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Winner of the National Book Critics Circle Award for Nonfiction
When three-month-old Lia Lee Arrived at the county hospital emergency room in Merced, California, a chain of events was set in motion from which neither she nor her parents nor her doctors would ever recover. Lia's parents, Foua and Nao Kao, were part of a large Hmong community in Merced, refugees from the CIA-run "Quiet War" in Laos. The Hmong, traditionally a close-knit and fiercely people, have been less amenable to assimilation than most immigrants, adhering steadfastly to the rituals and beliefs of their ancestors. Lia's pediatricians, Neil Ernst and his wife, Peggy Philip, cleaved just as strongly to another tradition: that of Western medicine. When Lia Lee Entered the American medical system, diagnosed as an epileptic, her story became a tragic case history of cultural miscommunication.
Parents and doctors both wanted the best for Lia, but their ideas about the causes of her illness and its treatment could hardly have been more different. The Hmong see illness aand healing as spiritual matters linked to virtually everything in the universe, while medical community marks a division between body and soul, and concerns itself almost exclusively with the former. Lia's doctors ascribed her seizures to the misfiring of her cerebral neurons; her parents called her illness, qaug dab peg--the spirit catches you and you fall down--and ascribed it to the wandering of her soul. The doctors prescribed anticonvulsants; her parents preferred animal sacrifices.
"Ms. Fadiman tells her story with a novelist's grace, playing the role of cultural broker, comprehending those who do not comprehend each other and perceiving what might have been done or said to make the outcome different." --Richard Berstein, The New York Times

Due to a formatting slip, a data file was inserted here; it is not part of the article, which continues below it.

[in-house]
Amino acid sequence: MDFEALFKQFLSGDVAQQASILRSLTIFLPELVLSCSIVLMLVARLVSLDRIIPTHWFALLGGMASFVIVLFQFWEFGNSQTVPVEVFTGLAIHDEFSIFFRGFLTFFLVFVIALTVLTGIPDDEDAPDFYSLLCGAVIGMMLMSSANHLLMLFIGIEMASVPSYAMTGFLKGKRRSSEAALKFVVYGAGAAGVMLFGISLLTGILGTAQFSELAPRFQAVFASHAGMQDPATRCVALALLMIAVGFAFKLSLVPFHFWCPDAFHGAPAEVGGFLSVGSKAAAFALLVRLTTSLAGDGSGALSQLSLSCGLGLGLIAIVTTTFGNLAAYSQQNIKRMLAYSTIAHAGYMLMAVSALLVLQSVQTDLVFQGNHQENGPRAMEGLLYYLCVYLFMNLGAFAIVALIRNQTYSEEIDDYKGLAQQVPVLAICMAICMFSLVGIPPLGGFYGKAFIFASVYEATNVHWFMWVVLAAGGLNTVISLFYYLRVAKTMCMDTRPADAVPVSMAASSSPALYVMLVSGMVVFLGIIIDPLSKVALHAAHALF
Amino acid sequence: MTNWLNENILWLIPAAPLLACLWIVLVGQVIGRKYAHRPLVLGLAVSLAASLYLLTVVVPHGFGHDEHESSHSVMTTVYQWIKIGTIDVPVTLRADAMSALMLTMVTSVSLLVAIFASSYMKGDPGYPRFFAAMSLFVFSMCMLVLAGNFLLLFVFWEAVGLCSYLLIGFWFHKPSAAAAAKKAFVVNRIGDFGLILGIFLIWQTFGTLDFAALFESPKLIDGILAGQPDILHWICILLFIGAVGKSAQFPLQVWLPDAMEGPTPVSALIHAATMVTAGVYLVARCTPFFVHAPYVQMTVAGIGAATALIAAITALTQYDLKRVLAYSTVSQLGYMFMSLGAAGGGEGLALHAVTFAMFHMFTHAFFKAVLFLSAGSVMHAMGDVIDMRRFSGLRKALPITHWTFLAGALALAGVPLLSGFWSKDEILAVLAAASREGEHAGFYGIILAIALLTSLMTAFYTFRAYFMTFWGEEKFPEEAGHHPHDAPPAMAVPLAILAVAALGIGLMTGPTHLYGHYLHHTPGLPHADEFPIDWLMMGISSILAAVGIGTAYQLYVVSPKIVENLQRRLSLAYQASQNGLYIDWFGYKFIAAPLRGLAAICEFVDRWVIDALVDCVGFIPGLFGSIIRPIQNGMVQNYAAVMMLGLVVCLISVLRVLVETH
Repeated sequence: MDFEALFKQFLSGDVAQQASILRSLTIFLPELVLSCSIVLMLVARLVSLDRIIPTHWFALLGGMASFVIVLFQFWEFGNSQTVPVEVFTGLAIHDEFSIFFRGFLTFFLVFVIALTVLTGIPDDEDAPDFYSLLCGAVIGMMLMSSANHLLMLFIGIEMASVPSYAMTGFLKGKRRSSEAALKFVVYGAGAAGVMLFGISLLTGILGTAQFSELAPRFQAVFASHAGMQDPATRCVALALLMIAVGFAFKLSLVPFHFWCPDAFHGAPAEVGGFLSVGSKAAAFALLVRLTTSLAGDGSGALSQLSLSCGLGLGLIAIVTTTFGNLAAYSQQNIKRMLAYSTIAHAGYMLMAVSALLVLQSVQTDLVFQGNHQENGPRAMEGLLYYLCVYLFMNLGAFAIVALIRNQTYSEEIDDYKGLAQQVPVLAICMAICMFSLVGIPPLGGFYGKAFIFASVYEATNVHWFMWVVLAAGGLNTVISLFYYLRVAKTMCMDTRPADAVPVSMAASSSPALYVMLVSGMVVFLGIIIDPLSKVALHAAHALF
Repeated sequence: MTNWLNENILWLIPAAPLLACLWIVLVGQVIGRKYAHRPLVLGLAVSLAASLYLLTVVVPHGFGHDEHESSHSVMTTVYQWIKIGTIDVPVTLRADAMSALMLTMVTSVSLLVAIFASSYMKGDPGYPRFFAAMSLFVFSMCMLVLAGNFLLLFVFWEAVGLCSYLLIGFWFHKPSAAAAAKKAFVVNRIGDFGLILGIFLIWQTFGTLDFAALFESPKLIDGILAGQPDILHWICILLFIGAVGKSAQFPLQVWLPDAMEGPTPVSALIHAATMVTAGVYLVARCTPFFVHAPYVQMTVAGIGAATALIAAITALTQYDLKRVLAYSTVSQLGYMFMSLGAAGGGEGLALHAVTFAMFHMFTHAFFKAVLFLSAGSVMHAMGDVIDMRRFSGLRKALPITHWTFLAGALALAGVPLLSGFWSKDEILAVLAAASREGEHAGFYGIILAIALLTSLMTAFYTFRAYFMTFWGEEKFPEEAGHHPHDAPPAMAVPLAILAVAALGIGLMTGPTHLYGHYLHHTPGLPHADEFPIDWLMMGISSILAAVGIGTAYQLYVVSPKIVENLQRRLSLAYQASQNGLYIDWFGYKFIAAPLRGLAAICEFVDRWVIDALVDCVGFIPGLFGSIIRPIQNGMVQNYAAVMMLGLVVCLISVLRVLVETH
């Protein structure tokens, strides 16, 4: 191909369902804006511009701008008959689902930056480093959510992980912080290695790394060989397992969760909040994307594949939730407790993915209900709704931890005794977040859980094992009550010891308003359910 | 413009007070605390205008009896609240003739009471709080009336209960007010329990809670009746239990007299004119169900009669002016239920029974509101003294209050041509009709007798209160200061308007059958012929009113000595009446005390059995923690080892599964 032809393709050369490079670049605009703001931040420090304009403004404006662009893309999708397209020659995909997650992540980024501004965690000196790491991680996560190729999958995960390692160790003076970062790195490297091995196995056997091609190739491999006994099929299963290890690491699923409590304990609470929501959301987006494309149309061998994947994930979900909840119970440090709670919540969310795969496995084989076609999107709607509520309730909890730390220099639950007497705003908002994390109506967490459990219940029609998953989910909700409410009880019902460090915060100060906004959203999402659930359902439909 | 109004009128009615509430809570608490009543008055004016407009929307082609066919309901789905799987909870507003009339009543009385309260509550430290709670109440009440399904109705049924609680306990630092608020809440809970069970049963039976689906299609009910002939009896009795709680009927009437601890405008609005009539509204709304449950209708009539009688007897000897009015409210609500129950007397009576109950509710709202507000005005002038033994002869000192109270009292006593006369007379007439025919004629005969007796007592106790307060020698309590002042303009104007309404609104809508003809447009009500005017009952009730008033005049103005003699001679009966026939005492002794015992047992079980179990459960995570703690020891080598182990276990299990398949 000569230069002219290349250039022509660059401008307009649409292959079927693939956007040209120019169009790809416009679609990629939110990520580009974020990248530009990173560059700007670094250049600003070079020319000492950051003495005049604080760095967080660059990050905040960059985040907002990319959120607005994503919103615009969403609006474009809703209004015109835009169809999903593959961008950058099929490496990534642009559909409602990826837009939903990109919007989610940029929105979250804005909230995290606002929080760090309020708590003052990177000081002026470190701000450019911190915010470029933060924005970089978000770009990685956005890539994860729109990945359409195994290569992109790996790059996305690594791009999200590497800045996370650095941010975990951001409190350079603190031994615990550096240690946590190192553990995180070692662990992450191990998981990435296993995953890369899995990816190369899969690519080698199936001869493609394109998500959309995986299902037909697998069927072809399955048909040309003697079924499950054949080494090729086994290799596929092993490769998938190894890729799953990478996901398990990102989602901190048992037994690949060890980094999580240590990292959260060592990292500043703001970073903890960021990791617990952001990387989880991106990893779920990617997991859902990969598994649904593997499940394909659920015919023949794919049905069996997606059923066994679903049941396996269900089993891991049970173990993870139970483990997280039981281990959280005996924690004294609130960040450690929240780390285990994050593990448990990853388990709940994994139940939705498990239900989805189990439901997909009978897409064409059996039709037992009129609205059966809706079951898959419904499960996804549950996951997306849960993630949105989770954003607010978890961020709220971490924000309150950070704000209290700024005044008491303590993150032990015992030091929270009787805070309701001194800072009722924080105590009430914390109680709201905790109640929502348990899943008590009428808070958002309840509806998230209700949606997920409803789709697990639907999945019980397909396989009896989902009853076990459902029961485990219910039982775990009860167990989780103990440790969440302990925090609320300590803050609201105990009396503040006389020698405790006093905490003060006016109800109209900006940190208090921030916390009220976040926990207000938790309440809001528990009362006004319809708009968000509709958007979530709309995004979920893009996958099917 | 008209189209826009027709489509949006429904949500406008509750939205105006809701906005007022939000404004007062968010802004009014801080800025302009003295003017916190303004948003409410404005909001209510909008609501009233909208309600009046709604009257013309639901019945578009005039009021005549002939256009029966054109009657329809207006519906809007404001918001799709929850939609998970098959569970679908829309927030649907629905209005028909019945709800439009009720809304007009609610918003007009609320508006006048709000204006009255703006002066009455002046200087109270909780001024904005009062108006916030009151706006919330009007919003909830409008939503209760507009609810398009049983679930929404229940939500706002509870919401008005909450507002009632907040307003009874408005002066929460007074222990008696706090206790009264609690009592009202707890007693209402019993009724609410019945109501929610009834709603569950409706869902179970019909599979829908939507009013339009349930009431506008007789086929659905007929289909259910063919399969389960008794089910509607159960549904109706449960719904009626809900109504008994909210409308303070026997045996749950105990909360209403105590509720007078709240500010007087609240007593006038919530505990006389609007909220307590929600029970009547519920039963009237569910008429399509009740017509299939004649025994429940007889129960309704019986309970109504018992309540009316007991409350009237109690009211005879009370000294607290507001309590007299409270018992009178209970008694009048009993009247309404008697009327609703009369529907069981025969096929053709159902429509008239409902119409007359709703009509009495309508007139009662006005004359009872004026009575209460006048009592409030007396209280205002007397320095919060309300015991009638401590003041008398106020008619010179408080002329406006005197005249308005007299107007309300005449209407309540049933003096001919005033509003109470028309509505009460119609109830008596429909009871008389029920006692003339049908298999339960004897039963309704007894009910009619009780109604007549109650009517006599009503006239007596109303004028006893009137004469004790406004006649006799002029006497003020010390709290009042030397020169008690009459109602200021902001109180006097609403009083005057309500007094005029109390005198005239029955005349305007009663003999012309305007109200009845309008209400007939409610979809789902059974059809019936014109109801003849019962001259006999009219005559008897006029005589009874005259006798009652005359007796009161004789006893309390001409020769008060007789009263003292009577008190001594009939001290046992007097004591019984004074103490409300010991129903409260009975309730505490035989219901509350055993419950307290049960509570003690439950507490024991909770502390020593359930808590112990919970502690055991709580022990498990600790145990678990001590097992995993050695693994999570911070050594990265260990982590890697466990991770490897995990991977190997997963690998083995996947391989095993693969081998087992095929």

"So good I want to somehow make it required reading...The Spirit Catches You and You Fall Down explores issues of culture, immigration, medicine, and the war in [Laos] with such skill that it's nearly impossible to put down." --Linnea Lannon, The Detroit Free Press
"This is a captivating riveting book--a must-read not only for medical professionals, anthropologists, and journalists, but for anyone interested in how to negotiate cultural difference in a shrinking world. Fadiman's ability to empathize with the resolutely independent Hmong as well as with the remarkable doctors, caseworkers, and officials of Merced County makes her narrative both richly textured and deeply illuminating. Sometimes the stakes here are multicultural harmony and understanding; sometimes they're literally life and death--whether in wartime Laos or in American emergency rooms. But whatever the stakes and wherever the setting, Fadiman's reporting is meticulous, and prose is a delight. From start to finish, a truly impressive achievement." --Michael Berube, author of Life As We Know It